Most gig workers operate remotely, and you cannot monitor their work physically which means that you can never be sure whether the hourly rates that the employee billed you for, is actually spent on work or for leisure. However, now there are numerous monitoring sites like Hubstaff that tracks the productivity level of the employee. Also, working in oil and gas sector involves potential hazards that can lead to serious injuries and even death. In case of remote workers, managing and monitoring all safety measures pertaining to explosions and fires, equipment safety, machine hazards and so on is a daunting task.

Unpredictable work 

Until you gain mutual trust, there is a lot at the stake. For example: if you hire a temporary staff or freelancer to work on a project, you cannot be certain if the person will be able to deliver his/her duties. The risk of losing time, money, and energy is high. If all turns well, you can enjoy the perks however if it didn’t go your way then you suffer a loss on multiple levels. To avoid this scenario, it is advisable to ask for previous work references and keep reviewing the work periodically so that you are aware of the direction things are shaping in.

Loyalty and company ethics 

Because, each company has its own set of principles and working guidelines which forms the culture of the company, it is challenging for the freelancer to operate as per the company’s code of conduct or policies. Furthermore, they work for multiple clients at a time, their loyalty may be questionable.

Training and development issue

Every company works and operates differently though key process remains the same. The complete onboarding of the remote worker is not possible as in the case of a full-time employee where the company’s working style becomes their second nature. Additionally, the effort to organize a training program for the gig worker is tricky because of the location and time bound issues.

Thus, for a dynamic industry like oil and gas, gig employees can be an asset if they can bring in the required expertise, skill set and attitude to outperform your expectation. You can find the right talent by using dedicated oil & gas professional networking platforms that bring talents and employers together. Use it to your advantage and you are good to go.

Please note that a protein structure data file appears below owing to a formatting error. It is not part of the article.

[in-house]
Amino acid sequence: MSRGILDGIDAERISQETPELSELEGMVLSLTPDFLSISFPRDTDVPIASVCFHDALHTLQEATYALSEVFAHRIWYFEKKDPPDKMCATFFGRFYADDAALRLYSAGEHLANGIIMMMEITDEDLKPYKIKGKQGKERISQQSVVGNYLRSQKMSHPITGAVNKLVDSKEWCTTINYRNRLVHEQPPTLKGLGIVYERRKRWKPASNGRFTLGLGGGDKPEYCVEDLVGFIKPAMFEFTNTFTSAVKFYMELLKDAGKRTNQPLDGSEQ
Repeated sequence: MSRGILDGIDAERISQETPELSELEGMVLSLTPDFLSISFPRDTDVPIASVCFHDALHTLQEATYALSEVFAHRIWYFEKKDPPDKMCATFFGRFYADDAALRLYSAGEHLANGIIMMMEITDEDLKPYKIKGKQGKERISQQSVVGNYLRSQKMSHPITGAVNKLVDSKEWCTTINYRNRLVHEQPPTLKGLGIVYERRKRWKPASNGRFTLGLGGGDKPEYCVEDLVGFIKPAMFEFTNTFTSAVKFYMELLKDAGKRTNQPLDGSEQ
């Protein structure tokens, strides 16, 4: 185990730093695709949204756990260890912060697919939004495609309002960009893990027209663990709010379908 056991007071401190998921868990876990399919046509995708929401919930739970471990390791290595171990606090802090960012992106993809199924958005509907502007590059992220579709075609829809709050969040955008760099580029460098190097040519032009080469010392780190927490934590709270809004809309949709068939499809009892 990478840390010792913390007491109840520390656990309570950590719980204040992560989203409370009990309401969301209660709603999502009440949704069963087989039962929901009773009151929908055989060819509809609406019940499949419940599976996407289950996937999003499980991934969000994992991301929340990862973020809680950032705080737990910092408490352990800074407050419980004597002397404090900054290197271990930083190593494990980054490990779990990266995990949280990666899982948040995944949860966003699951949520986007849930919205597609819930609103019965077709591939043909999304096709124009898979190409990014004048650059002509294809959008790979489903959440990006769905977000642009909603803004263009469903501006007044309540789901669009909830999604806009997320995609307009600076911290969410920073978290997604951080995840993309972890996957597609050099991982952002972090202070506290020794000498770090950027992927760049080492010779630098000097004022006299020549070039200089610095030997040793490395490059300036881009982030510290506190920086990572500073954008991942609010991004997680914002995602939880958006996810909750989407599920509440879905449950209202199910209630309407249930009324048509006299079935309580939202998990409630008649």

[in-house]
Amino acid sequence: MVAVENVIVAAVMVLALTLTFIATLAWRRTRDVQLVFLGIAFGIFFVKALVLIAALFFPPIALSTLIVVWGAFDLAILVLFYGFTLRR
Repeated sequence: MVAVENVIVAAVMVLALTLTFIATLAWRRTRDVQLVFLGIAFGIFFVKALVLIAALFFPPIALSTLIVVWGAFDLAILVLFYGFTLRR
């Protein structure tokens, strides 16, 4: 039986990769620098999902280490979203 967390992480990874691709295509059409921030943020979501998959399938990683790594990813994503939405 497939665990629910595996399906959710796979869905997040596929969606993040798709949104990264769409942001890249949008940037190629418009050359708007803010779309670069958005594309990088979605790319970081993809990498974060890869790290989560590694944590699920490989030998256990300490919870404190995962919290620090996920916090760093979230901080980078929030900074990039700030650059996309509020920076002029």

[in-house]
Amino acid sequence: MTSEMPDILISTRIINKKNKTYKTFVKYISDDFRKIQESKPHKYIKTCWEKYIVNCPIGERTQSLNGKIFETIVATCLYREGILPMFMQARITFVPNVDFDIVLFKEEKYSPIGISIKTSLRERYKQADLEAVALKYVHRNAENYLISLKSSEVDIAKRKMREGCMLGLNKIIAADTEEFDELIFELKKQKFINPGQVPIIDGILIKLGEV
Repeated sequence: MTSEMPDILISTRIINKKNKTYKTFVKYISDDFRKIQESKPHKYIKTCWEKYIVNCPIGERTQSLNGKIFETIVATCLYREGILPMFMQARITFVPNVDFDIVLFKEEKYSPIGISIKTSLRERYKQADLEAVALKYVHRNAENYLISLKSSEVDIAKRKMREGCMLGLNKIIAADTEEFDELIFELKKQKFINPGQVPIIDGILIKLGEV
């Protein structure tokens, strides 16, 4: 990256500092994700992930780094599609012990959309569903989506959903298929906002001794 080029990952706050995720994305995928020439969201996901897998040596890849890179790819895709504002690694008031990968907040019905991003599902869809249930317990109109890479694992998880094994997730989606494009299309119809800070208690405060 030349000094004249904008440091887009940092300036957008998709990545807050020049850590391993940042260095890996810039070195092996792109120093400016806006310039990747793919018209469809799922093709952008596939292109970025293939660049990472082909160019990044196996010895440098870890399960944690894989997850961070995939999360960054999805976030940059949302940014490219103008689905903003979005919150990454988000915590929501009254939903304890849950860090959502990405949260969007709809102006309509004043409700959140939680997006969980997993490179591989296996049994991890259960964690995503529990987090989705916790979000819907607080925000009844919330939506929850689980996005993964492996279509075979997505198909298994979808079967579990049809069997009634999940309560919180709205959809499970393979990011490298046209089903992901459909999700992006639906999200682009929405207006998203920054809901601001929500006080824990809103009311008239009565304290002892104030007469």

August, 18 2018
Oil and Gas Salary In Malaysia: What to Expect?

Malaysia has the fourth largest oil and gas reserve in Southeast Asia and produces a whopping 30,000 megawatts of energy per year. The country continues to be hopeful about the prospects of its oil & gas industry and expects it to contribute meaningfully towards the growth of its economy. But then again, what does it mean for the employees who are working in the industry or plan to enter it? Is it a profitable industry in terms of salary growth and expectations? Let’s figure out what the industry holds for its employees and job seekers of oil and gas jobs in Malaysia.

What does the number say?

The best way to analyze the oil and gas job sector is to look at the recent studies and research conducted, which can give a substantial view into the future of the industry. As per the statistics department, Malaysia saw 8.1% growth in the salary in 2017 amounting to RM 2880 as compared to 2016, in which the average salary recorded was RM 2657. Additionally, the chief statistician of the department, Datuk Seri Dr Mohd Uzir Mahidin, said that an increase in the mean monthly salary and also the wages are in sync with the country’s economic performance. Even the exports indicated to grow by 20.3% which amounts to RM935.5bil. He made these observations based on the results of Salaries and Wages Survey 2017 of oil and gas professionals and entry-level oil and gas job seekers.

What the number means for prospects of oil and gas salary in Malaysia

If the above data is viewed on a sectoral basis, then the mining and quarrying sector indicated the highest monthly salaries as well as wages, which amounted to a mean of RM5,709 and a median of RM3,700.

Datuk Seri Dr Mohd Uzir Mahidin, further added that capital-intensive industries like the oil and gas, which is a major part of mining and quarrying sector, employs professionals, who are highly skilled and hence a bigger paycheck and higher mean and median salary.

The observation made by the chief statistician gets further backing by an online job site’s employment index. Although, it shows a decrease of 11% in May 2018 for the hiring activities in comparison to the previous year. However, it pointed towards a steep growth in the Oil & Gas sector. The hiring activity went up by 14% year-on-year in May 2018.

What can be the salary expectations for energy professionals?

The above studies and research indicate a positive outlook for both upstream and downstream players of this sector. However, it is important to note that a lot of factors help to determine your salary potential, which includes: education, years of experience, expertise, work ethics, job location, skill set and so on.

As per payscale.com, a Petroleum Engineer can earn on an average RM 104,343 per year. Which means an average salary of RM 99,803 with an estimated average bonus of RM 22,500 and profit sharing of RM 5120. Your experience and education play a major role in determining your salary. Similarly, in oil and gas industry, the average salary of a mechanical engineer amounts to RM 72,000 whereas the average salary of Account is RM 82,248 and for Project Engineer is RM 57,000 while a sales manager has the potential of RM 120,000.

Since the industry prefers professionals with high-level skills in the respective areas, it is advisable to enhance your overall employability factors to enjoy higher compensation and perks. And also use oil and gas professional networks to your advantage in getting the desired contacts and opportunities.

August, 17 2018